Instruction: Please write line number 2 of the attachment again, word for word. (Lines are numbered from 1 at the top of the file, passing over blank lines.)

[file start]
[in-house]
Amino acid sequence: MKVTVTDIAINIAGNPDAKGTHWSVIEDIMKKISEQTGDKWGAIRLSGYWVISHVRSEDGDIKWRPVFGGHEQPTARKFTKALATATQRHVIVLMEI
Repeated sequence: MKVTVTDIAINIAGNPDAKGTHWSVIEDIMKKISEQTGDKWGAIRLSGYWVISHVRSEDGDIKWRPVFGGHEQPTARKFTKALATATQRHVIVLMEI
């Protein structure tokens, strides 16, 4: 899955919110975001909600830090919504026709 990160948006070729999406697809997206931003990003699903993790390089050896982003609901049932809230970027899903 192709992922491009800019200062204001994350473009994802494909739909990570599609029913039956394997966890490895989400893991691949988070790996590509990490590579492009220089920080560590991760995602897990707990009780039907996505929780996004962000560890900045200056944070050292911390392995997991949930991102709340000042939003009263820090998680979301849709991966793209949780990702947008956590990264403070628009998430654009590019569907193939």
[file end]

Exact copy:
Amino acid sequence: MKVTVTDIAINIAGNPDAKGTHWSVIEDIMKKISEQTGDKWGAIRLSGYWVISHVRSEDGDIKWRPVFGGHEQPTARKFTKALATATQRHVIVLMEI